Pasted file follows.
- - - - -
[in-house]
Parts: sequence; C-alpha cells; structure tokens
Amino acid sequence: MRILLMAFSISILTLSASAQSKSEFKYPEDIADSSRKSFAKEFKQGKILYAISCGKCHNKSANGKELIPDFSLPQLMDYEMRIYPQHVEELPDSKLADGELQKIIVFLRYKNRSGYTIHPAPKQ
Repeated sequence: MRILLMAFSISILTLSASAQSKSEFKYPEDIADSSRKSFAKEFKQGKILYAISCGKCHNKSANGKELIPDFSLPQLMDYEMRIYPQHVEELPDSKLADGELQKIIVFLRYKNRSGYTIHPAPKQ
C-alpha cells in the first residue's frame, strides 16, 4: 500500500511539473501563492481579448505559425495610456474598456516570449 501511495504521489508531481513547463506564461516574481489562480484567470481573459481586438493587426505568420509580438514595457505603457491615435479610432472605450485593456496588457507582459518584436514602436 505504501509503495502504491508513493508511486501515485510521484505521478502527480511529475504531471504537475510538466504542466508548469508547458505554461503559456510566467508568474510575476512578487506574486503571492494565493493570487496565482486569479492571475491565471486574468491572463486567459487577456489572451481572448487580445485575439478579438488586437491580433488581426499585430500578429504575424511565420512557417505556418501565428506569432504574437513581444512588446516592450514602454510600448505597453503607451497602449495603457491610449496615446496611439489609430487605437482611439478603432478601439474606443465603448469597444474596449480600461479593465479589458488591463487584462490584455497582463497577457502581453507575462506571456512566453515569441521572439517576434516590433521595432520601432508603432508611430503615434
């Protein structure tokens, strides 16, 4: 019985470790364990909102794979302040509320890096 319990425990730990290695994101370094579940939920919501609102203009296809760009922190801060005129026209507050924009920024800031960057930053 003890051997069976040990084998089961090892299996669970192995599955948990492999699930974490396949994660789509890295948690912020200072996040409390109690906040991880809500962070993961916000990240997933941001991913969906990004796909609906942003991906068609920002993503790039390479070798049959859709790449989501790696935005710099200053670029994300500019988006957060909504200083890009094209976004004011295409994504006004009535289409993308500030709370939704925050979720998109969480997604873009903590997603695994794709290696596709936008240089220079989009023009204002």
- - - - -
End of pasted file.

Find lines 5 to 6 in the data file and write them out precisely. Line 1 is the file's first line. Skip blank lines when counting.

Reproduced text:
C-alpha cells in the first residue's frame, strides 16, 4: 500500500511539473501563492481579448505559425495610456474598456516570449 501511495504521489508531481513547463506564461516574481489562480484567470481573459481586438493587426505568420509580438514595457505603457491615435479610432472605450485593456496588457507582459518584436514602436 505504501509503495502504491508513493508511486501515485510521484505521478502527480511529475504531471504537475510538466504542466508548469508547458505554461503559456510566467508568474510575476512578487506574486503571492494565493493570487496565482486569479492571475491565471486574468491572463486567459487577456489572451481572448487580445485575439478579438488586437491580433488581426499585430500578429504575424511565420512557417505556418501565428506569432504574437513581444512588446516592450514602454510600448505597453503607451497602449495603457491610449496615446496611439489609430487605437482611439478603432478601439474606443465603448469597444474596449480600461479593465479589458488591463487584462490584455497582463497577457502581453507575462506571456512566453515569441521572439517576434516590433521595432520601432508603432508611430503615434
């Protein structure tokens, strides 16, 4: 019985470790364990909102794979302040509320890096 319990425990730990290695994101370094579940939920919501609102203009296809760009922190801060005129026209507050924009920024800031960057930053 003890051997069976040990084998089961090892299996669970192995599955948990492999699930974490396949994660789509890295948690912020200072996040409390109690906040991880809500962070993961916000990240997933941001991913969906990004796909609906942003991906068609920002993503790039390479070798049959859709790449989501790696935005710099200053670029994300500019988006957060909504200083890009094209976004004011295409994504006004009535289409993308500030709370939704925050979720998109969480997604873009903590997603695994794709290696596709936008240089220079989009023009204002």